Can social robots and brain-computer interface video games help manage ADHD?

In a systematic review published in the journal Brain Sciences, scientists have discussed the utility and usefulness of social robots and brain-computer interface video games in treating young people with attention deficit hyperactivity disorder (ADHD).  

Social Robots and Brain–Computer Interface Video Games for Dealing with Attention Deficit Hyperactivity Disorder: A Systematic Review
Study: Social Robots and Brain–Computer Interface Video Games for Dealing with Attention Deficit Hyperactivity Disorder: A Systematic Review. Image Credit: Yaoinlove/Shutterstock.com

Background

Attention deficit hyperactivity disorder (ADHD) is a neurodevelopmental psychiatric disorder characterized by a lack of attention, impulsivity, and hyperactivity. In children, ADHD can result in poor tolerance, mood change, and low self-esteem. If the condition persists into adulthood, it can potentially increase the risk of substance abuse, self-harm, and suicide tendency.

Therapeutic interventions for ADHD include pharmacological, behavioral, cognitive, and psychological treatments. Novel technologies have been developed with the aid of computer science to deal with ADHD, including social robots, brain-computer interface (BCI) video games, virtual reality, augmented reality, eye trackers, and artificial intelligence.

Social robots and BCI video games are used during therapy sessions to make them more attractive to children, which helps improve their motivation. BCI video games also offer cognitive and neurofeedback training to children living with ADHD.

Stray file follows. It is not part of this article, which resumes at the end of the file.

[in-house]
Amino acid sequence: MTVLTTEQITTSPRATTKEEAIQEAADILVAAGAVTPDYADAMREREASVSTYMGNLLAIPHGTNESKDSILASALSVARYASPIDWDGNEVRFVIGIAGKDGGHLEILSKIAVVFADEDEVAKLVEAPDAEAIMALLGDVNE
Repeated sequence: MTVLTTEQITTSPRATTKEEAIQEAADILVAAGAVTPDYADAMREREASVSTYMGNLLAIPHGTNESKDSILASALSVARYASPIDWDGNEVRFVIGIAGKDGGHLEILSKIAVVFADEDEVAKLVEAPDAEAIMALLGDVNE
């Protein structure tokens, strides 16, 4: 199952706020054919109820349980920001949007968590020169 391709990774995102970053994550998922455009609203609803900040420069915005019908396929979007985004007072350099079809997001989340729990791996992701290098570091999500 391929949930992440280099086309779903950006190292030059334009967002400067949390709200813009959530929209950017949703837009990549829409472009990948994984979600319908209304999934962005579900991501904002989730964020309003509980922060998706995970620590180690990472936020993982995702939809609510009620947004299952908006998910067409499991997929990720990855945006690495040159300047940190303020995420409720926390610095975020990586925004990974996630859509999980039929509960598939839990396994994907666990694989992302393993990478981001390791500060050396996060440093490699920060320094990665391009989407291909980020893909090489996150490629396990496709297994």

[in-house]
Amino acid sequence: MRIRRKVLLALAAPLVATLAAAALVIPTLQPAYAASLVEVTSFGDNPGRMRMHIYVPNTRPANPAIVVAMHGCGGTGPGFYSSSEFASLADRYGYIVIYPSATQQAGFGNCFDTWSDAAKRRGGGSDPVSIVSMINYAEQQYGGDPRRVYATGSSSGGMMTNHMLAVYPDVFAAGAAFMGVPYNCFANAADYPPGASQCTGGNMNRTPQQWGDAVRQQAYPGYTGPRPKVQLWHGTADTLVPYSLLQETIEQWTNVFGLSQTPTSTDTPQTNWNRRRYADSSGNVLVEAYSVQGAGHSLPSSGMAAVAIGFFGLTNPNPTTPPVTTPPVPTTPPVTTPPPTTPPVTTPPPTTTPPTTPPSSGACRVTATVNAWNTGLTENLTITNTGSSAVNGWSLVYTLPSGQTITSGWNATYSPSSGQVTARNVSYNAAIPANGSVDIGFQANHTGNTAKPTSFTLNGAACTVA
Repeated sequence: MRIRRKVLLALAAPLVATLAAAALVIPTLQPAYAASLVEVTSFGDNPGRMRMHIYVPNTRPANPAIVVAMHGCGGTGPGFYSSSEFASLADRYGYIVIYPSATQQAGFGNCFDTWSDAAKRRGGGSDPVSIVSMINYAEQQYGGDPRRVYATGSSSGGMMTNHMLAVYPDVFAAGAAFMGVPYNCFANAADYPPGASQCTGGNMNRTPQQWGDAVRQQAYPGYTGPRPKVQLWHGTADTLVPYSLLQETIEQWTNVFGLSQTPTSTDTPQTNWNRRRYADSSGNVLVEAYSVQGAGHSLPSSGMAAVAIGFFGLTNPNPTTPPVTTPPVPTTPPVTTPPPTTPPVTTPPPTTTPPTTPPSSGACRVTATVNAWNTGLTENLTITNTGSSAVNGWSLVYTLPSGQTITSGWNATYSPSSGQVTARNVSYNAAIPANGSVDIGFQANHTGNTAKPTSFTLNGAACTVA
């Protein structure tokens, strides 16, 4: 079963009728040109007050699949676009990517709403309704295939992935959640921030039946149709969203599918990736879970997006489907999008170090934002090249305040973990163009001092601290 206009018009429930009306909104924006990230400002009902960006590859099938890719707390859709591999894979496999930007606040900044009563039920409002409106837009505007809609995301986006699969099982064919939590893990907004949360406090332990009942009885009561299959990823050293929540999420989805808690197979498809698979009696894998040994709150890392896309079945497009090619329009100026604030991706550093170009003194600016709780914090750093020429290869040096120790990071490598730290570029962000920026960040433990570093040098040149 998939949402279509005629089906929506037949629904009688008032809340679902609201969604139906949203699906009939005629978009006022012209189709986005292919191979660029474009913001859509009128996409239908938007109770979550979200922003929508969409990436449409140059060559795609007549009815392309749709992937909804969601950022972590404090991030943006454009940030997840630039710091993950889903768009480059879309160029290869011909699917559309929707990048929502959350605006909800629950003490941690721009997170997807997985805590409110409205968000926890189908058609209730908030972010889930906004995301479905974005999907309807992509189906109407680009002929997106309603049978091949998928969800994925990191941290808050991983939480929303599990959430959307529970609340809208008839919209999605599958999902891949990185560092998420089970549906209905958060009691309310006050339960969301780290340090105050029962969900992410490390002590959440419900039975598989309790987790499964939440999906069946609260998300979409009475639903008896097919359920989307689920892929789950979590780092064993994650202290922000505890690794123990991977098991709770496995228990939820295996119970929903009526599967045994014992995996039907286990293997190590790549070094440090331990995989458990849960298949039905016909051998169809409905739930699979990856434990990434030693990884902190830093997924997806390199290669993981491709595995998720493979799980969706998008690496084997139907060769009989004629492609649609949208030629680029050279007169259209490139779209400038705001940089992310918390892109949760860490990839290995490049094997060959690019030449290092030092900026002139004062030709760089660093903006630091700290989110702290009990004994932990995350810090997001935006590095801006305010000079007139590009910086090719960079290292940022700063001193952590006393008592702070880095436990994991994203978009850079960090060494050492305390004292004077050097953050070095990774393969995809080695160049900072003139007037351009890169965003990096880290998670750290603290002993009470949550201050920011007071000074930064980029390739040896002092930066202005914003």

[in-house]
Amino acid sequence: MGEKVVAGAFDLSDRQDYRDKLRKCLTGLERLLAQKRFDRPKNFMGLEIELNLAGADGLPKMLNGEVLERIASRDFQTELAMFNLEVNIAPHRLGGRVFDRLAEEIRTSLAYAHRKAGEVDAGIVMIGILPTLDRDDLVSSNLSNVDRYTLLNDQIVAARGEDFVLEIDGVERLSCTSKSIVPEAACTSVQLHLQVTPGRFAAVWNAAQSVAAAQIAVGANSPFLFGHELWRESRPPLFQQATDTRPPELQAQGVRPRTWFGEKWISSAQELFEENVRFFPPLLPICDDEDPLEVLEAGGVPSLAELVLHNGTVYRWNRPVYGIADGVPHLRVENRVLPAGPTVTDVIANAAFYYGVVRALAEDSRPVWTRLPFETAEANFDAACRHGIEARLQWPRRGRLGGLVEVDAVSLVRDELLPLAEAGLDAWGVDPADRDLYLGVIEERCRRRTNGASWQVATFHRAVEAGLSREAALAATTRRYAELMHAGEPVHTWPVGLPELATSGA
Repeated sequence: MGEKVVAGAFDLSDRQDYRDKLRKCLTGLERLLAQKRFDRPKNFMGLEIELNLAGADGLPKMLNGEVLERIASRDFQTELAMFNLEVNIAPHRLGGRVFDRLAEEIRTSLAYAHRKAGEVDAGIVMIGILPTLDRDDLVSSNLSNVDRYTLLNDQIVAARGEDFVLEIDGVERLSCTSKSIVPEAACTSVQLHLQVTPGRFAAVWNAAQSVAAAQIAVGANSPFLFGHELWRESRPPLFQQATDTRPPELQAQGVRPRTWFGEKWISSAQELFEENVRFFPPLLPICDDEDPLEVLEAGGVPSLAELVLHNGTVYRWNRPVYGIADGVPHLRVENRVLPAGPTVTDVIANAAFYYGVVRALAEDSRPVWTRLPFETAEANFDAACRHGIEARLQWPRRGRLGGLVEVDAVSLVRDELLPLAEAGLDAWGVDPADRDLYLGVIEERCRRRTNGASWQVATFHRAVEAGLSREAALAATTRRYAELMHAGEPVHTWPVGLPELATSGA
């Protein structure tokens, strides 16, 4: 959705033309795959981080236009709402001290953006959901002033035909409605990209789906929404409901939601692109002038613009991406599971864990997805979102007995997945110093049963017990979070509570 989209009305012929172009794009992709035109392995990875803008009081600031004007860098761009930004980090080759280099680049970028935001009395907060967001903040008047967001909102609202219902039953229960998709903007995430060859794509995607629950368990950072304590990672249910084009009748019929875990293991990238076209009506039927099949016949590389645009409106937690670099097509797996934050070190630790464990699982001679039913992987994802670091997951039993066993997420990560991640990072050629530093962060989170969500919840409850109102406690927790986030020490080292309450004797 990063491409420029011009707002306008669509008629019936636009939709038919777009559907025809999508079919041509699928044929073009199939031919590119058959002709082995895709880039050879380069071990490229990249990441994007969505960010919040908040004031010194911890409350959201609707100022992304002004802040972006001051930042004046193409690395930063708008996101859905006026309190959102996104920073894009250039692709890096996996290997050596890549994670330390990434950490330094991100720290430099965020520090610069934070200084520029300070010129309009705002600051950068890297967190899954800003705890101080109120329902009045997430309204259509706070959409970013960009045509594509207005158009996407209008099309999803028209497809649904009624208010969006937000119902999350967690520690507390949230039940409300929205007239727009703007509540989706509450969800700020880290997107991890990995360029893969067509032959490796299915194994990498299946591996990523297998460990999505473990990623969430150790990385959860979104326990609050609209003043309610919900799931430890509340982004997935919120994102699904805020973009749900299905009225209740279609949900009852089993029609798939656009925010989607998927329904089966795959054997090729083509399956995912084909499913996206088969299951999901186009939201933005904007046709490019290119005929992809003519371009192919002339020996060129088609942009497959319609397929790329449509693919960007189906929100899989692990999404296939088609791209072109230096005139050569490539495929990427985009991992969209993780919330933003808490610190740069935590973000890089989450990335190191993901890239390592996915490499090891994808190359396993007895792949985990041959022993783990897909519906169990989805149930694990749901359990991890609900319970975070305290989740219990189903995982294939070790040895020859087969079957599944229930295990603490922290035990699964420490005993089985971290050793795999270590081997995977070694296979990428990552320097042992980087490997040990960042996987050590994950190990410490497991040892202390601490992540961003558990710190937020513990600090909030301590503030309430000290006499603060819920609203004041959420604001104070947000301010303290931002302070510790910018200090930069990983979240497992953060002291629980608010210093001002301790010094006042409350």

In particular, social robots are used to help children with homework activities and support therapists by automating the supervision, coaching, motivation, and companionship aspects of interactions with children living with ADHD.    

Social robots and BCI video games to manage children with ADHD

A total of 17 studies investigating the impact of social robots on children and adolescents with ADHD were included in this systematic review. Similarly, a total of 19 studies related to the application of BCI video games for ADHD therapy were included. Both healthcare and engineering aspects of the applied technologies were assessed in the review.

The types of applications used in selected studies were categorized into three groups. The first group included applications related to rehabilitation therapies; the second group included applications related to ADHD diagnosis; and the third group included applications related to neuroscience research. One of the applications included in the second group reported having 97% confidence in diagnosing ADHD.

The most common robots used in robot-based applications were humanoid robots such as Nao, Silbot, Robotis Bioloid, Pepper, Sanbot Elf, and Ifbot. Among real, virtual, and hybrid environments used in these applications, the usage of real environments was the highest. In BCI-based video game applications, 3D, 2D, virtual reality, and mixed reality environments had the highest usage.

The studies related to healthcare applications of social robots and BCI-based video games primarily focused on the effectiveness of applications and their usefulness in supporting neuroscience research. In addition, one study investigating acceptability levels reported positive acceptance of BCI-based video game applications by children with ADHD.